Tag Archives: baseball

Clark Scores Only Run As Giants Clip Expos 1-0

Roger Metzger’s two-out single to center in the top of the seventh sent Jack Clark home from second with the tie-breaking run, and John Montefusco shut down the Expos the rest of the way to collect his third shutout of the season, as the visiting Giants captured a close 1-0 game from the Expos at Montreal.

To read more about the game, and to check out some cool photos and make some cool comments, click here.

Dodgers End July With Best Record In Majors

The Los Angeles Dodgers wrapped up July with a 17-11 won-lost mark and a four-game winning streak, which not only put them two games ahead of the second-place Padres in the NL West, but gave them a 66-37 record for the season, which in turn was the best record of all 26 teams in the major leagues as the SP78 campaign headed into August. Surprisingly, this was accomplished without the full-time services of Triple Crown contender Reggie Smith, who was limited to just 18 games played after a shoulder injury knocked him out of action for two weeks during the second half of the month.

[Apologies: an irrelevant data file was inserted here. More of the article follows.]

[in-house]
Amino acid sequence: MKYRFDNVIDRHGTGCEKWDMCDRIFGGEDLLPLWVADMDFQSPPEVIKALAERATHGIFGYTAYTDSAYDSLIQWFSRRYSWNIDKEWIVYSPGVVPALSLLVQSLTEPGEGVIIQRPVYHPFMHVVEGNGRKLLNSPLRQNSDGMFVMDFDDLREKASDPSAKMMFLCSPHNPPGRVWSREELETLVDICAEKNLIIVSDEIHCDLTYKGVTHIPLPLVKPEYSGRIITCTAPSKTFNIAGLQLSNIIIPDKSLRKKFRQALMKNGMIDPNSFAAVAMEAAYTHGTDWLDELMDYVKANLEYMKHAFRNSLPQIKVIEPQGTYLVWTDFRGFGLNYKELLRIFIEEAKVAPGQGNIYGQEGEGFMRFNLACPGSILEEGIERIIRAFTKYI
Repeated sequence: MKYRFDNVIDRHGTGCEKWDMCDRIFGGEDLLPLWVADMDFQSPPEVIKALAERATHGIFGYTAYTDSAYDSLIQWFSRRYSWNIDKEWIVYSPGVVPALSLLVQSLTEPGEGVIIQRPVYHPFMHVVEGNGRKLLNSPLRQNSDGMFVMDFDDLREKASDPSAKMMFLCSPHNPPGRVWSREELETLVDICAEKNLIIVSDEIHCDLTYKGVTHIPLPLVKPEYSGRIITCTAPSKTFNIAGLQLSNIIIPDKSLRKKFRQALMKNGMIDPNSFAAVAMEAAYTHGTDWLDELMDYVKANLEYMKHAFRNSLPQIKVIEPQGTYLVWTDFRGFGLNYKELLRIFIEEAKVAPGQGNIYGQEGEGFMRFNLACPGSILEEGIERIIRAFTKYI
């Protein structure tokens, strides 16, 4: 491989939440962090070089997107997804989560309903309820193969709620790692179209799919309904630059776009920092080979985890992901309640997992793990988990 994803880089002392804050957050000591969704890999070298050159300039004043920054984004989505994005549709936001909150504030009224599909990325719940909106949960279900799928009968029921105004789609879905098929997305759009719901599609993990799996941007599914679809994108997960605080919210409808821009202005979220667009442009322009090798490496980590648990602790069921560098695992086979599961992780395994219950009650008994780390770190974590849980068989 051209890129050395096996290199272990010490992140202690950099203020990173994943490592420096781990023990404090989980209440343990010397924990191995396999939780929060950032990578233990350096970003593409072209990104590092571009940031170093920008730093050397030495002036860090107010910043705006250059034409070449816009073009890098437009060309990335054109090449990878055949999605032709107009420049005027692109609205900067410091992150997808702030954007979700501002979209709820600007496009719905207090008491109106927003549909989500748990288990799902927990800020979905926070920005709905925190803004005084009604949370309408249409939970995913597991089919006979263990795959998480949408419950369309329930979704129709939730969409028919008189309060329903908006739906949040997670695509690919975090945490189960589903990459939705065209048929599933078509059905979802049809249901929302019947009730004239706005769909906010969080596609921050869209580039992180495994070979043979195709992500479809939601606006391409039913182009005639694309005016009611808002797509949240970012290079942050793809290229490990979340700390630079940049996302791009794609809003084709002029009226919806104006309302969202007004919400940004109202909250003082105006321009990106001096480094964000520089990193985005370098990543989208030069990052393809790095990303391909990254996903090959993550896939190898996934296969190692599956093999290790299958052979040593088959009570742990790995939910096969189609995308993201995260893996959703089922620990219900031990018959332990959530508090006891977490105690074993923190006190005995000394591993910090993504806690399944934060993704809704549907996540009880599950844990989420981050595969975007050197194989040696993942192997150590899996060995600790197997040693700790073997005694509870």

Helping the Dodgers cause were starting right-hander Burt Hooton, who went 4-0 in July with a 2.22 earned run average and twenty strikeouts, and bullpen ace Terry Forster, who collected five saves while limiting opposing batters to just five hits and one run over nine games, good for a 0.85 ERA. Also making an impact on the mound was rookie Bob Welch, who successfully converted from reliever to starter in July and went 3-1 with a 2.21 ERA in five starts.